Don't miss

How I Caught The Sickness

By on February 1, 2012

I’m not originally from Wisconsin—I grew up in Georgia—but I write about my current home constantly. On the rare occasion when I’m asked to speak publicly, the dozen or so people who come out are always a bit surprised that I sound more like an Andy Griffith Show character than someone from “S’consin.” Despite my southern drawl, I’m completely infected with Wisconsin’s sickness. While I’ll always be a southern boy at heart (go Braves) I’ve found I fit in better here than anywhere, and I can sum up why in five reasons.

5-Wisconsites Love Halloween.
While I’ll never be ashamed of my home state of Georgia (no matter how badly the Falcons play in the post-season) I cannot forgive the state’s Halloween-a-phobia. A large, very vocal segment of Georgia’s population (mostly fundamentalist Southern Baptists) refuse to allow their kids to even trick-or-treat least the devil lure them to an Ozzy Osbourne concert with a mini-3 Musketeers bar. Here your average Halloween yard display consists of an entire graveyard, a gaggle of zombies, and at least 3 graphic murder scenes. Even the CHURCHES host wonderfully grotesque haunted houses.

4-Porn and Fireworks.
If you ever take a long interstate drive through Wisconsin you’ll realize these two items are the state’s biggest imports AND exports (besides the delicious combination of cheese and beer). After a few dozen miles you’ll be surprised at the scenarios your mind can create involving these two very fundamental and basic resources. “Pow”, “Bang”, and “Sizzle” are applicable sound effects regardless of which of the two you decide to fixate on more.

3-Neil Gaiman Lives Here.
The British-born author of “American Gods” and “The Sandman” moved to Menomonie to be nearer his then-wife’s family in Minnesota. Even though that marriage ended several years ago, Neil still resides in Wisconsin. If it’s good enough for the Prince of Stories, then by God, it’s good enough for me.

2-Roadside Attractions.
Drive in any direction and you’ll quickly stumble across something you never dreamt could exist. LaCrosse is home to the world’s largest six pack. While they’re actually giant storage tanks shaped like lager cans, they once held 22,200 barrels of brew. Hayward’s National Fresh Water Fishing Hall of Fame is inside an enormous fiberglass and concrete muskie. Then there’s the House on the Rock in Spring Green. The house itself is a Japanese inspired house built on chimney rock with an unsupported 218 foot long “Infinity Room” that dangles 156 feet in the air. Around this house is an entire campus of amazing weirdness including the world’s largest carousel with no horses, a 200 foot high statue of a kraken’s fight to the death with an unknown species of whale, and a plethora of coin operated music machines that appear to play themselves. Anyone who’s ever accused me of lacking religion has never seen me at the House on the Rock.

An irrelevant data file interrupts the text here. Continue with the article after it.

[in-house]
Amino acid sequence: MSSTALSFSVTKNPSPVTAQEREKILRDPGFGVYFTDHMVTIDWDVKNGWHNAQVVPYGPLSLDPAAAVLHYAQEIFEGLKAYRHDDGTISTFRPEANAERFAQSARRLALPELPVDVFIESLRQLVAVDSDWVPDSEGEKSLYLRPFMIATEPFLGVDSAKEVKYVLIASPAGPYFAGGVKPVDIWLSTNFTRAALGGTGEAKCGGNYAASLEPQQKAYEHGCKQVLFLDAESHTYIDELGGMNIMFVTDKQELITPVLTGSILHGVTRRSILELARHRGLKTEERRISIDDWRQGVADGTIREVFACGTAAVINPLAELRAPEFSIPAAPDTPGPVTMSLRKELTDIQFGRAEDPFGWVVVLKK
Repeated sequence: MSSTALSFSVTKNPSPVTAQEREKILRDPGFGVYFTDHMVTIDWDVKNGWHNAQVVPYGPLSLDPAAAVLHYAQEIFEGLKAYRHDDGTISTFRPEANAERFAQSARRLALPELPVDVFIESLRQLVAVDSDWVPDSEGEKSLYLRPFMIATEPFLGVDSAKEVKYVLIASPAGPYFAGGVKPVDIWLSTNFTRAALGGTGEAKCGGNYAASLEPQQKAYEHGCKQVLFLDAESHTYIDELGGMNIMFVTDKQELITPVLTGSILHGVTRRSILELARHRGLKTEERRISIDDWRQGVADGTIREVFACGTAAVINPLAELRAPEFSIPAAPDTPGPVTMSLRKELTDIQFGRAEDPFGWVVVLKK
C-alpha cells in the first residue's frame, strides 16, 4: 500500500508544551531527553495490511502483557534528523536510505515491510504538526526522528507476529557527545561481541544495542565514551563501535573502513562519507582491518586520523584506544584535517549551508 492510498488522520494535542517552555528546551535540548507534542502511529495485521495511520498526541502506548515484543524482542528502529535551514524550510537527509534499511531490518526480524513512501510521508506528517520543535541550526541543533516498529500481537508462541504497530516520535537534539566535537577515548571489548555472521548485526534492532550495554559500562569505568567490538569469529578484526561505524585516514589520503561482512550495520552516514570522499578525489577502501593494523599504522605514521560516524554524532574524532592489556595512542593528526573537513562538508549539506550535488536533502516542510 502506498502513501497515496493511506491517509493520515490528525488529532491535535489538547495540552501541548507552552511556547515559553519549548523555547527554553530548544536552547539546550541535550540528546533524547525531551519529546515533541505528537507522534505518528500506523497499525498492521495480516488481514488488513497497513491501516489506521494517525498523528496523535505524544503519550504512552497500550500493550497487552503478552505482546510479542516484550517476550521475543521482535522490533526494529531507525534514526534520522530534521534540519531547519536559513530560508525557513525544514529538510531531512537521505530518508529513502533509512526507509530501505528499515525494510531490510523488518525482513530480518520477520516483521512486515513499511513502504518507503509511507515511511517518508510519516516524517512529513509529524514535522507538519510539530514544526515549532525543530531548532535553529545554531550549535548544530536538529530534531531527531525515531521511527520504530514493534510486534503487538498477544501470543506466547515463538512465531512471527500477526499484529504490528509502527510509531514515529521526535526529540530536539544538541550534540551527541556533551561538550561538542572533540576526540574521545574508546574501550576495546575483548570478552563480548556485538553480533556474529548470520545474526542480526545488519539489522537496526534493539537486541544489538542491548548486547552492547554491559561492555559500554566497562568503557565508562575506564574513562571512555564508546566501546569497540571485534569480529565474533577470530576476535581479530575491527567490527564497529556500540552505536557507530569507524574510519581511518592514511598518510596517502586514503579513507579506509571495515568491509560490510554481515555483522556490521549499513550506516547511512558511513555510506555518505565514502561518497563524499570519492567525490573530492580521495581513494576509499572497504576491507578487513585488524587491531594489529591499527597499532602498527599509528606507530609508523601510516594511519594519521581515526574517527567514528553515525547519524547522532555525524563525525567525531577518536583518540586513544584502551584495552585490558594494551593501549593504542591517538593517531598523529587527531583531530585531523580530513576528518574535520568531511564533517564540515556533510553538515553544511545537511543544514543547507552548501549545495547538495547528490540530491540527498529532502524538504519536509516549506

1- “The X-Files” is Considered a Documentary.
These days the paranormal is popular damn near everywhere, but in Wisconsin it’s a way of life. The towns and highways are littered with ghosts, the woods are overran with werewolves and goat men, and the skies are congested with flying saucers (three different towns claim to be the UFO capital of Wisconsin). Speak openly about any of these topics anywhere else and people will stare at you like an elk just leapt from your sphincter. In this state, people whip photos of full body apparitions right out of their wallet. My kind of people.

Now that I’ve written this all out, I realize I could condense this article to a single sentence: “Wisconsin is weird and so am I.” But where’s the fun in that?

Share on Tumblr Share
J. Nathan Couch

About J. Nathan Couch

J. Nathan Couch is an author and paranormal investigator. He is part of the Wisconsin-based Paranormal Investigation and Research Society, and guides ghost walks and bus tours in support of Washington County Paranormal. His new book Goatman: Flesh or Folklore? is available now.


  1. Joey

    February 17, 2012 at 8:54 am

    I’m pretty sure Gaiman actually lives in Minnesota.

    • J. Nathan Couch

      February 17, 2012 at 4:05 pm

      No he lives in Menomonie, on the western edge of Wisconsin, according to every source I’ve read. Because he’s so close to St. Paul, Minnesota has laid claim to him. He is very involved in the Minneapolis literary and art scene. .

Leave a Reply to Joey Cancel reply